Earthian — Chapter 09: Inspire

Greetings on this lovely Thursday!  Time for another helping of Jason Yun’s adventures in the oddity of space…

Earthian Title Card

Earthian!  Today’s episode is called Inspire and it’s coming your way in 3, 2, 1…


Inspire

Owijer treated us to a nice warm meal that night in one of Valiant Base’s cafeterias; they got Más Rápido delivered to the Moon somehow, and I was stoked. Practically crying. It’s nice being catered to sometimes.

Then our host showed us how to operate the archways using our phone-tattoos, and we were allowed to bed down for the night.

My room was… odd. A hollowed out sphere with a flat bottom, like a scoop of ice-cream melting on the sidewalk. The furnishings were made of a soft material in dull grey, like a baby elephant’s hide.

I’ve always been a finicky sleeper, so there was no chance of real rest. Instead, I sat there for hours looking at and fiddling with my new phone… which happened to be printed on my skin. Or maybe it was a perfectly thin sticker. I really couldn’t tell. It was just there.

A swipe across its surface brought up the interface: diagrams, text, and pictures laid directly over my vision, even when I closed my eyes. They only went away when I swiped it back off.

Throughout most of that first night, it just told me to go sleep. Appointment in 8 hours, 6 hours, 3 hours…

Daylight. I can feel it… see it through my closed lids. It’s like I just woke up in a sunny field, on top of a not-too-rough blanket. I could spend the entire day like this. Just…

Why am I in a field?

I open my eyes, and I’m in my little grey pod–the baby-elephant suite–and the sunlight is coming from something floating near the ceiling that’s too bright to look at.

I hear a ringtone, and look all around for my cellphone but it’s nowhere to be found. It rings again, and my wrist itches, so I scratch it. The Seelio phone’s interface pops up and plays a short video from Owijer, explaining our upcoming training schedule.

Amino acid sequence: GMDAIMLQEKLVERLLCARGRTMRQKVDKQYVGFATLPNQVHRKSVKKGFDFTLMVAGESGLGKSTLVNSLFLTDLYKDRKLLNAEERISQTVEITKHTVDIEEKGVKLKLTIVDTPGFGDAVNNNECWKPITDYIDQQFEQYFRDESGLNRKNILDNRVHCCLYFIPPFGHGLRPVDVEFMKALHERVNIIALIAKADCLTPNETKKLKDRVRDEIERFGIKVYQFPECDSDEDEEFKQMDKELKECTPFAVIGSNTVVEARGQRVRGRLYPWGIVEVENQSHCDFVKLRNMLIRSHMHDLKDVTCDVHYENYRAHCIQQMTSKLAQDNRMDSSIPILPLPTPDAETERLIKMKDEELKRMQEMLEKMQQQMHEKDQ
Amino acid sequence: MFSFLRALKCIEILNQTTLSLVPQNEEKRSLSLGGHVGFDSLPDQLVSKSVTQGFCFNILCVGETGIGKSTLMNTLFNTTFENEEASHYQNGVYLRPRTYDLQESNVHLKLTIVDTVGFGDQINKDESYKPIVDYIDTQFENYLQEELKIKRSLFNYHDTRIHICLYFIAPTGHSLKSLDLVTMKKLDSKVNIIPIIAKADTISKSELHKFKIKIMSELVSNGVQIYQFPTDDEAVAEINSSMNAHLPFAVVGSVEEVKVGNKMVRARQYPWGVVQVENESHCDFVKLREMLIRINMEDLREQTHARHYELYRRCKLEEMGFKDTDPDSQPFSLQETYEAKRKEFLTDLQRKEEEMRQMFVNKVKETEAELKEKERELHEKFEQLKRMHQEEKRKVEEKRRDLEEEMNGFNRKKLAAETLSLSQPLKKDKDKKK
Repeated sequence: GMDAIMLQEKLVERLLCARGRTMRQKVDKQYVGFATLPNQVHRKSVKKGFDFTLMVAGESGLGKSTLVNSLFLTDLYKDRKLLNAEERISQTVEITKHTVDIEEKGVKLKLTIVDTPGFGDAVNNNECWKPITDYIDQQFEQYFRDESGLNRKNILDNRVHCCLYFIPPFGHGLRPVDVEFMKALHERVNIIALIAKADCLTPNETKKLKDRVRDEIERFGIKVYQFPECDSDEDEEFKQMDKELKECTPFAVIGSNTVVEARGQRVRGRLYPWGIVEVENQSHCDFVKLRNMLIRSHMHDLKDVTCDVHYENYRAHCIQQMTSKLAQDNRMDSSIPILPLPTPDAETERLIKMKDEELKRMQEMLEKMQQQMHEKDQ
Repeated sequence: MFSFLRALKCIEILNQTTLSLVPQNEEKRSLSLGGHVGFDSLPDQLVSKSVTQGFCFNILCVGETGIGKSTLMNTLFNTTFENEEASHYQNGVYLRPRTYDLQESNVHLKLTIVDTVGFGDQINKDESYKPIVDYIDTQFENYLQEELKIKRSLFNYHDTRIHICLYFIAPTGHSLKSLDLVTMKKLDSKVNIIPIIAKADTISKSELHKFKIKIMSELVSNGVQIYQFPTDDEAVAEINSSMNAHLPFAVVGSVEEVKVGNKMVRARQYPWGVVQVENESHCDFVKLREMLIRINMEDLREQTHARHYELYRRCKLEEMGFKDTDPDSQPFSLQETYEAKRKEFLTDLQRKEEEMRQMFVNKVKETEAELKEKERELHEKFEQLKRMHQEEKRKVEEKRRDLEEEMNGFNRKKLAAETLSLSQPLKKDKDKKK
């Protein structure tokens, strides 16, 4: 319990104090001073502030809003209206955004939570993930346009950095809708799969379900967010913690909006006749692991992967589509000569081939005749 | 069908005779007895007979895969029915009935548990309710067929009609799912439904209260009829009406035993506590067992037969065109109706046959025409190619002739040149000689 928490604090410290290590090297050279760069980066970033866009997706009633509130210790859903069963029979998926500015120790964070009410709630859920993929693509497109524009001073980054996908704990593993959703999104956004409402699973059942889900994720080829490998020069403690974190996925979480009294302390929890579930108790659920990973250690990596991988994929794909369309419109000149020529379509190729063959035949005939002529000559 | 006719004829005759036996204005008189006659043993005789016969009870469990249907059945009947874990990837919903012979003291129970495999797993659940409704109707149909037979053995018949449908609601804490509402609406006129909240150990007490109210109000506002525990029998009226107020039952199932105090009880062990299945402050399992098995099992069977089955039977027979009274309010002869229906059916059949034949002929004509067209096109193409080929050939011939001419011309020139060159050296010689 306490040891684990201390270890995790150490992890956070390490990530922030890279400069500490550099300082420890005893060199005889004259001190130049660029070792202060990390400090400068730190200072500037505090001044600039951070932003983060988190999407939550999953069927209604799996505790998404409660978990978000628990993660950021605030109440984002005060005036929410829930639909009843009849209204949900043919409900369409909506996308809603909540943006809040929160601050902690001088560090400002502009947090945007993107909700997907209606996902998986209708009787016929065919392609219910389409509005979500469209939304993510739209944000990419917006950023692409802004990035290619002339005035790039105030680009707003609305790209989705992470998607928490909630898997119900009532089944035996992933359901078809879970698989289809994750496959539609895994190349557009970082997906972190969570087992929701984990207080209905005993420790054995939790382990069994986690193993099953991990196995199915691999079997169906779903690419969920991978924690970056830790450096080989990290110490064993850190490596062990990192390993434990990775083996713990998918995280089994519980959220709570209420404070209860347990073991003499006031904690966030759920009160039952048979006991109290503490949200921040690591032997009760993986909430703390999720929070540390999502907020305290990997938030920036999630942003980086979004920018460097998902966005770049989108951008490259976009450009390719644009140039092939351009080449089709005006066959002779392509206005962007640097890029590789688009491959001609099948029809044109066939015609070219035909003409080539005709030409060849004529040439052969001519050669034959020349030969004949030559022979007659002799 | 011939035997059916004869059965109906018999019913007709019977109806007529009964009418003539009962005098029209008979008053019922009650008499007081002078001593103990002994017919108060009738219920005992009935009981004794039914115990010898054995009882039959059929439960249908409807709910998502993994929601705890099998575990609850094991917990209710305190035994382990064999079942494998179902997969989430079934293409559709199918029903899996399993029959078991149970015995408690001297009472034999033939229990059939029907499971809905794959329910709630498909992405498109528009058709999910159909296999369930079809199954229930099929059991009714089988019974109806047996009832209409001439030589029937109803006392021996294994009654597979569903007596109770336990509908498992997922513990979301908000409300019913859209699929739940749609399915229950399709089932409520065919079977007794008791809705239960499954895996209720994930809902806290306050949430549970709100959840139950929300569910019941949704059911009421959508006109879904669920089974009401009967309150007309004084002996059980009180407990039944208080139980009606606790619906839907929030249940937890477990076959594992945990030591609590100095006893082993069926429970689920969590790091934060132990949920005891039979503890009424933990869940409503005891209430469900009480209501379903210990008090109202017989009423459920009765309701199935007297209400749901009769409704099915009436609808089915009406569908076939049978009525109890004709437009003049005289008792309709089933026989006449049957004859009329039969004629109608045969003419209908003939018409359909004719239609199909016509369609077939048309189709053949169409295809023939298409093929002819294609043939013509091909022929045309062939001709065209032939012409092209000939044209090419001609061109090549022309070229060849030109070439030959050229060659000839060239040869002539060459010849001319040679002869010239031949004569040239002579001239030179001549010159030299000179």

Guess what? Training starts today.

As I swing my legs over the side of the bed, all the phone’s graphics fade, leaving only dim traces behind. But when I try to focus on them, they brighten back up right away.  “You clever little squids,” I say to no one.

Across from me, there’s a weird table shaped like a brick, and a set of clothes laid out neatly on top.

There’s a one-piece jumpsuit made of something silvery, with angled streaks of blue, and more of the same color on the shoulders and collar. It doesn’t look like anything I’d ever buy… except maybe if Wiley was dragging me to a sci-fi Halloween party.

There’s a logo on the breast in a really aggressive typeface. It says E4.

I know what the 4 is… but what the heck is with the E? I suppose it doesn’t matter much.

I lift up the jumpsuit intent on putting it on, and I’m hit by an immediate roadblock: there’s no zipper. No buttons, no screechy velcro, not even a seam.

I have some aspirin in my pack somewhere.

I’ve now reverted to monkey-mode, holding the material up right in front of my face, flipping it around, sniffing it. The lightly-antiseptic odor teaches me nothing.

My inner monkey gets angry and I tug on the fabric, and it just comes apart. It splits down a perfectly straight line where I’m sure it had been one solid piece only seconds before.

I push the two sides together and they seal back into one, like two puddles of syrup on a paper plate.

“What the heck is this stuff?”

The phone interface jumps into action and highlights the suit with a glowing box. Friendly letters nearby say Polyplasmer Compound — Details Unavailable.

“Polyplasmer?” I say. “That is not a word.” At least, I hope it isn’t. Looks like someone just bashed a couple of perfectly good words together and left the mangled result on the screen.